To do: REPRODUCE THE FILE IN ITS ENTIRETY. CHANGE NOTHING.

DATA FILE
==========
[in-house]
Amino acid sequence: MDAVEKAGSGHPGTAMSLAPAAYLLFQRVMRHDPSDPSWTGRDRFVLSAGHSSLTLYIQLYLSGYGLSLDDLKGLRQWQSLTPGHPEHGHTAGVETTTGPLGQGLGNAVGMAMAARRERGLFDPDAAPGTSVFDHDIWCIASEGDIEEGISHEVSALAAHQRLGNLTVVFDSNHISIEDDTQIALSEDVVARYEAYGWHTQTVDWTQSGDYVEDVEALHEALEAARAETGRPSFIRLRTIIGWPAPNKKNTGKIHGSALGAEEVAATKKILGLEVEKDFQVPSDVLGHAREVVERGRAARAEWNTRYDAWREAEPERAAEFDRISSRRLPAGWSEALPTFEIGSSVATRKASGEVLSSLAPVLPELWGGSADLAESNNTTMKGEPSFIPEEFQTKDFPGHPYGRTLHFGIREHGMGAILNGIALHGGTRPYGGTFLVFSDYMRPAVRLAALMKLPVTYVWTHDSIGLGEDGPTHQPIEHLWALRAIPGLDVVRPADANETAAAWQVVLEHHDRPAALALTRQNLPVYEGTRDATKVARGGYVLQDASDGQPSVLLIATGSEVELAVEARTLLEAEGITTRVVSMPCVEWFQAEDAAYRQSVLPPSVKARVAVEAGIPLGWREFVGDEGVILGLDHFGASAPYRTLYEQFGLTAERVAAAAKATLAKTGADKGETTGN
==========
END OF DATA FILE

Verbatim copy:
[in-house]
Amino acid sequence: MDAVEKAGSGHPGTAMSLAPAAYLLFQRVMRHDPSDPSWTGRDRFVLSAGHSSLTLYIQLYLSGYGLSLDDLKGLRQWQSLTPGHPEHGHTAGVETTTGPLGQGLGNAVGMAMAARRERGLFDPDAAPGTSVFDHDIWCIASEGDIEEGISHEVSALAAHQRLGNLTVVFDSNHISIEDDTQIALSEDVVARYEAYGWHTQTVDWTQSGDYVEDVEALHEALEAARAETGRPSFIRLRTIIGWPAPNKKNTGKIHGSALGAEEVAATKKILGLEVEKDFQVPSDVLGHAREVVERGRAARAEWNTRYDAWREAEPERAAEFDRISSRRLPAGWSEALPTFEIGSSVATRKASGEVLSSLAPVLPELWGGSADLAESNNTTMKGEPSFIPEEFQTKDFPGHPYGRTLHFGIREHGMGAILNGIALHGGTRPYGGTFLVFSDYMRPAVRLAALMKLPVTYVWTHDSIGLGEDGPTHQPIEHLWALRAIPGLDVVRPADANETAAAWQVVLEHHDRPAALALTRQNLPVYEGTRDATKVARGGYVLQDASDGQPSVLLIATGSEVELAVEARTLLEAEGITTRVVSMPCVEWFQAEDAAYRQSVLPPSVKARVAVEAGIPLGWREFVGDEGVILGLDHFGASAPYRTLYEQFGLTAERVAAAAKATLAKTGADKGETTGN